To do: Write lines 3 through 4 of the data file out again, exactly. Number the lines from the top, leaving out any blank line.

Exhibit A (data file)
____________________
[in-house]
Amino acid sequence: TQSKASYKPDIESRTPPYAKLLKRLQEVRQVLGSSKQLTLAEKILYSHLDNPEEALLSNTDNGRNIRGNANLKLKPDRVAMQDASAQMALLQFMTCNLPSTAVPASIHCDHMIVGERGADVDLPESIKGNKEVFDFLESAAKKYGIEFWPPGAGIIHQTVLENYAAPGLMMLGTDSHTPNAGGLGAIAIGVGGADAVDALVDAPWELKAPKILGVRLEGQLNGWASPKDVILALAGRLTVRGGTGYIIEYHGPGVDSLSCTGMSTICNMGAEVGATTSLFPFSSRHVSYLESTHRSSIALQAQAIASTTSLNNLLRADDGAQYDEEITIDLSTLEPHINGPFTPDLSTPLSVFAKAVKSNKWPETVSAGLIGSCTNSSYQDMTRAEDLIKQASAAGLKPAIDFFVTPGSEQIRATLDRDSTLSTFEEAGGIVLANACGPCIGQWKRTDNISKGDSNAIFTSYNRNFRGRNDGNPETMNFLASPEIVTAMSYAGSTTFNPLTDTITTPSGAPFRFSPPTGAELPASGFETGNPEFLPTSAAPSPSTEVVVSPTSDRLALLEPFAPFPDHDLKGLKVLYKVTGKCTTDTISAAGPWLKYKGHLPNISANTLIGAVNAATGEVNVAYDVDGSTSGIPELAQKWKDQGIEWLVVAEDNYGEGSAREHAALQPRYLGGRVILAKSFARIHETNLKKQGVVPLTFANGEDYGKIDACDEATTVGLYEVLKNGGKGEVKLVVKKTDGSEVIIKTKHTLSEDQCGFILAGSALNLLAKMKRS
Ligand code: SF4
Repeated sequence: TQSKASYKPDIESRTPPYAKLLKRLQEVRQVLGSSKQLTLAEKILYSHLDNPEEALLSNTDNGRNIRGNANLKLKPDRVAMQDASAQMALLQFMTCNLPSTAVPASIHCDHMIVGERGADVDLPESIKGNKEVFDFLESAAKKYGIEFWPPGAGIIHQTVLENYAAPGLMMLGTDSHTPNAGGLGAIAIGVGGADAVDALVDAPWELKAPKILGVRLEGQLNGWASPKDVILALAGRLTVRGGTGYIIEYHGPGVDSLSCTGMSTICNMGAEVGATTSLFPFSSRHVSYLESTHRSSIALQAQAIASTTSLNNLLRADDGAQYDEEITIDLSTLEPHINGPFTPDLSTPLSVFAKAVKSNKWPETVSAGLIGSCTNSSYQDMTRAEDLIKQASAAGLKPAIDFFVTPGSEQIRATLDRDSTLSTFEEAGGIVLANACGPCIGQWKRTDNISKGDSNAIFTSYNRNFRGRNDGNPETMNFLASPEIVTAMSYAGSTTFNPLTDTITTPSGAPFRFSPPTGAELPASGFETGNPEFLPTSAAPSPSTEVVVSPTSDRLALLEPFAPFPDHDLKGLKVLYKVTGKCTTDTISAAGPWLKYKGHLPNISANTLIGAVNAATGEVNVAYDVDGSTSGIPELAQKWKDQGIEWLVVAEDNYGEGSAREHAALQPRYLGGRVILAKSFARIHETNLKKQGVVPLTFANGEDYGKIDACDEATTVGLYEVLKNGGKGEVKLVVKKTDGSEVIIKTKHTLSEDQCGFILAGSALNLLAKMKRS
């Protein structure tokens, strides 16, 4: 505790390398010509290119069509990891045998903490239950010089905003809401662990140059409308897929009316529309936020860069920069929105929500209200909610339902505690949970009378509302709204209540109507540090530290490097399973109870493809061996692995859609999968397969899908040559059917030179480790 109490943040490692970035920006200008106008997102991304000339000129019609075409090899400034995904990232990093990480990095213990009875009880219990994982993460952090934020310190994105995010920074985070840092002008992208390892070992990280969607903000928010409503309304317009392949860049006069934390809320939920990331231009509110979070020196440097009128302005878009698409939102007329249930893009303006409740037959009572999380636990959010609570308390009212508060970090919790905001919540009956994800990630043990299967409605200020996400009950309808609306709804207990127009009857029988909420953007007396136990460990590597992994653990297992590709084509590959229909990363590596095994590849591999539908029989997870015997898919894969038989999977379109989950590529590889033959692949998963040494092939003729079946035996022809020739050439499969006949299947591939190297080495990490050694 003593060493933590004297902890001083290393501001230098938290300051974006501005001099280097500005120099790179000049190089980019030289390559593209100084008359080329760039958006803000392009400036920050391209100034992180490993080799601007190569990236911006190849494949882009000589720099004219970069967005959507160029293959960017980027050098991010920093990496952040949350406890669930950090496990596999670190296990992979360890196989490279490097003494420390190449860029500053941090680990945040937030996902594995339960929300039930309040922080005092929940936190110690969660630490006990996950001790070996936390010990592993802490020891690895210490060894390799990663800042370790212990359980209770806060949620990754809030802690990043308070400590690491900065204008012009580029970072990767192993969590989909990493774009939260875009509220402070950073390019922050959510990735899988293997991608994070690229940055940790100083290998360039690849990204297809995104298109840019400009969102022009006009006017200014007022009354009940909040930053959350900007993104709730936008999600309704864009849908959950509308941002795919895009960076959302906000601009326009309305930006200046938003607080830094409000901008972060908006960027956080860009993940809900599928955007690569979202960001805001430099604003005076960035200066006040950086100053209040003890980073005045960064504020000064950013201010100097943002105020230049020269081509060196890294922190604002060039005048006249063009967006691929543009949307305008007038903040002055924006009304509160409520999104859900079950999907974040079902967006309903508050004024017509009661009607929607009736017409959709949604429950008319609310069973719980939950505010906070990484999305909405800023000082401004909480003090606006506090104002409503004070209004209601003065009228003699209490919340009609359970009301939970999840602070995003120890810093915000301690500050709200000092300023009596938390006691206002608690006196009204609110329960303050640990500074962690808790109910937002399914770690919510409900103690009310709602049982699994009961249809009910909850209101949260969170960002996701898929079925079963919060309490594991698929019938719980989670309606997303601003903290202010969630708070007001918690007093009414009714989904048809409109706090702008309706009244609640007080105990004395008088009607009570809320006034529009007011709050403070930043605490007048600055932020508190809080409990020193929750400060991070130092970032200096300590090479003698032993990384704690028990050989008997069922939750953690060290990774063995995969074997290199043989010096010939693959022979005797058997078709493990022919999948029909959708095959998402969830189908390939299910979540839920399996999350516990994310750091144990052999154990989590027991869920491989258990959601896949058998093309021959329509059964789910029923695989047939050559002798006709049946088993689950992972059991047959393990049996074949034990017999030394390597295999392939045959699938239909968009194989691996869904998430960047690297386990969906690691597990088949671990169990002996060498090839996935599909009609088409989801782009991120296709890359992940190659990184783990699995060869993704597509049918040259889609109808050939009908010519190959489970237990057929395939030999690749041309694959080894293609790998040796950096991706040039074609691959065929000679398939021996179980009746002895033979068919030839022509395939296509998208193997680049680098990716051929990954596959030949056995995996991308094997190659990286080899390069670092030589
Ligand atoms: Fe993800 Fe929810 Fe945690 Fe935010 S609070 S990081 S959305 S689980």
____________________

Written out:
Ligand code: SF4
Repeated sequence: TQSKASYKPDIESRTPPYAKLLKRLQEVRQVLGSSKQLTLAEKILYSHLDNPEEALLSNTDNGRNIRGNANLKLKPDRVAMQDASAQMALLQFMTCNLPSTAVPASIHCDHMIVGERGADVDLPESIKGNKEVFDFLESAAKKYGIEFWPPGAGIIHQTVLENYAAPGLMMLGTDSHTPNAGGLGAIAIGVGGADAVDALVDAPWELKAPKILGVRLEGQLNGWASPKDVILALAGRLTVRGGTGYIIEYHGPGVDSLSCTGMSTICNMGAEVGATTSLFPFSSRHVSYLESTHRSSIALQAQAIASTTSLNNLLRADDGAQYDEEITIDLSTLEPHINGPFTPDLSTPLSVFAKAVKSNKWPETVSAGLIGSCTNSSYQDMTRAEDLIKQASAAGLKPAIDFFVTPGSEQIRATLDRDSTLSTFEEAGGIVLANACGPCIGQWKRTDNISKGDSNAIFTSYNRNFRGRNDGNPETMNFLASPEIVTAMSYAGSTTFNPLTDTITTPSGAPFRFSPPTGAELPASGFETGNPEFLPTSAAPSPSTEVVVSPTSDRLALLEPFAPFPDHDLKGLKVLYKVTGKCTTDTISAAGPWLKYKGHLPNISANTLIGAVNAATGEVNVAYDVDGSTSGIPELAQKWKDQGIEWLVVAEDNYGEGSAREHAALQPRYLGGRVILAKSFARIHETNLKKQGVVPLTFANGEDYGKIDACDEATTVGLYEVLKNGGKGEVKLVVKKTDGSEVIIKTKHTLSEDQCGFILAGSALNLLAKMKRS